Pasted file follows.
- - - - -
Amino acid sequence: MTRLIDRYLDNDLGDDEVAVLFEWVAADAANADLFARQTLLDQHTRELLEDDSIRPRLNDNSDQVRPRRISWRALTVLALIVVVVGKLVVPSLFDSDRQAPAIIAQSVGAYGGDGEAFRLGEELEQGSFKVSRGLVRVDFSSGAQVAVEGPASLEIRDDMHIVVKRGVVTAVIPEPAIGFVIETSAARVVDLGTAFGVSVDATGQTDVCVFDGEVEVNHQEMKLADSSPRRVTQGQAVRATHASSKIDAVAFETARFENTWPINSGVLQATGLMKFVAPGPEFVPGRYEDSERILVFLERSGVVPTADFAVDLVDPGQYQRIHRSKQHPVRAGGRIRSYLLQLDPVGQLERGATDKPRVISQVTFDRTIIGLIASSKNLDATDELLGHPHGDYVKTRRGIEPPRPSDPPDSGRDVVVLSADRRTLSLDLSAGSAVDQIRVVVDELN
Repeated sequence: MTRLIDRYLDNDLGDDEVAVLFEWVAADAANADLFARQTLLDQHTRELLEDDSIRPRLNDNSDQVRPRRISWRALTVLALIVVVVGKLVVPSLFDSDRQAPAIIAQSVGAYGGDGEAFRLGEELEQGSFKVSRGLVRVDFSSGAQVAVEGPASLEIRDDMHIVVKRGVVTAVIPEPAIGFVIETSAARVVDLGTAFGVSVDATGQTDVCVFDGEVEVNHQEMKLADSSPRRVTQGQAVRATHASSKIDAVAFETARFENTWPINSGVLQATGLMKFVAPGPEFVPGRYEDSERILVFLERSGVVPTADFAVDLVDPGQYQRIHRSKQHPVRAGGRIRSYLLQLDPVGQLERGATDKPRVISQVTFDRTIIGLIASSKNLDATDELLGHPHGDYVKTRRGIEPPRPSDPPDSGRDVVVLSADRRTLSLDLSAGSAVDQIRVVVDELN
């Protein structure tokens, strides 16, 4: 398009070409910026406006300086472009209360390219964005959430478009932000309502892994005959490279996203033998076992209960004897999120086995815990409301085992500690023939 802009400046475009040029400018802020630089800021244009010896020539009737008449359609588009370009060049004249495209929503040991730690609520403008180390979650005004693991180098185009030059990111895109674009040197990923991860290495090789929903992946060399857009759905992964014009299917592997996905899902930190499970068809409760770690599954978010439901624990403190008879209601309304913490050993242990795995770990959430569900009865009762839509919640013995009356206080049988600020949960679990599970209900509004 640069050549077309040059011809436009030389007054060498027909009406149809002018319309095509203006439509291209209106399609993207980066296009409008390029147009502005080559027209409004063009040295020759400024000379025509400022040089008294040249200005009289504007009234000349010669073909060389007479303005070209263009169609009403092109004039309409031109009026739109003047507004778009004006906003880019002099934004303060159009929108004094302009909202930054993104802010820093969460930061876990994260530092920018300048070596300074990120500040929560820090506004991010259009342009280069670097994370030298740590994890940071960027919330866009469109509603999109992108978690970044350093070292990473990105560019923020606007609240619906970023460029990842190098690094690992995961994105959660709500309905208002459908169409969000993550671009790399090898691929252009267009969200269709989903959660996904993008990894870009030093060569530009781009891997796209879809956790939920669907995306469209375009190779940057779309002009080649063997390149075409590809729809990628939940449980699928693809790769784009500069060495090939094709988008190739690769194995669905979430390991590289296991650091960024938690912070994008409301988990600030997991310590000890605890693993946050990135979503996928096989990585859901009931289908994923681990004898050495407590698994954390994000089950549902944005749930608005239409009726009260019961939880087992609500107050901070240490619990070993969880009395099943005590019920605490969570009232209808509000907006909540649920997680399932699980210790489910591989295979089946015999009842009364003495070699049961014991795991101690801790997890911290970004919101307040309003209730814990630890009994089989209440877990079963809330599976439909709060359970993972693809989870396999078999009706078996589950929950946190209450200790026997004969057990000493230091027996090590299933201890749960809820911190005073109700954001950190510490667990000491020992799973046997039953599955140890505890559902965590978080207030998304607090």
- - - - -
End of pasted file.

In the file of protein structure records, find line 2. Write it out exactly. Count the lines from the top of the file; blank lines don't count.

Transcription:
Repeated sequence: MTRLIDRYLDNDLGDDEVAVLFEWVAADAANADLFARQTLLDQHTRELLEDDSIRPRLNDNSDQVRPRRISWRALTVLALIVVVVGKLVVPSLFDSDRQAPAIIAQSVGAYGGDGEAFRLGEELEQGSFKVSRGLVRVDFSSGAQVAVEGPASLEIRDDMHIVVKRGVVTAVIPEPAIGFVIETSAARVVDLGTAFGVSVDATGQTDVCVFDGEVEVNHQEMKLADSSPRRVTQGQAVRATHASSKIDAVAFETARFENTWPINSGVLQATGLMKFVAPGPEFVPGRYEDSERILVFLERSGVVPTADFAVDLVDPGQYQRIHRSKQHPVRAGGRIRSYLLQLDPVGQLERGATDKPRVISQVTFDRTIIGLIASSKNLDATDELLGHPHGDYVKTRRGIEPPRPSDPPDSGRDVVVLSADRRTLSLDLSAGSAVDQIRVVVDELN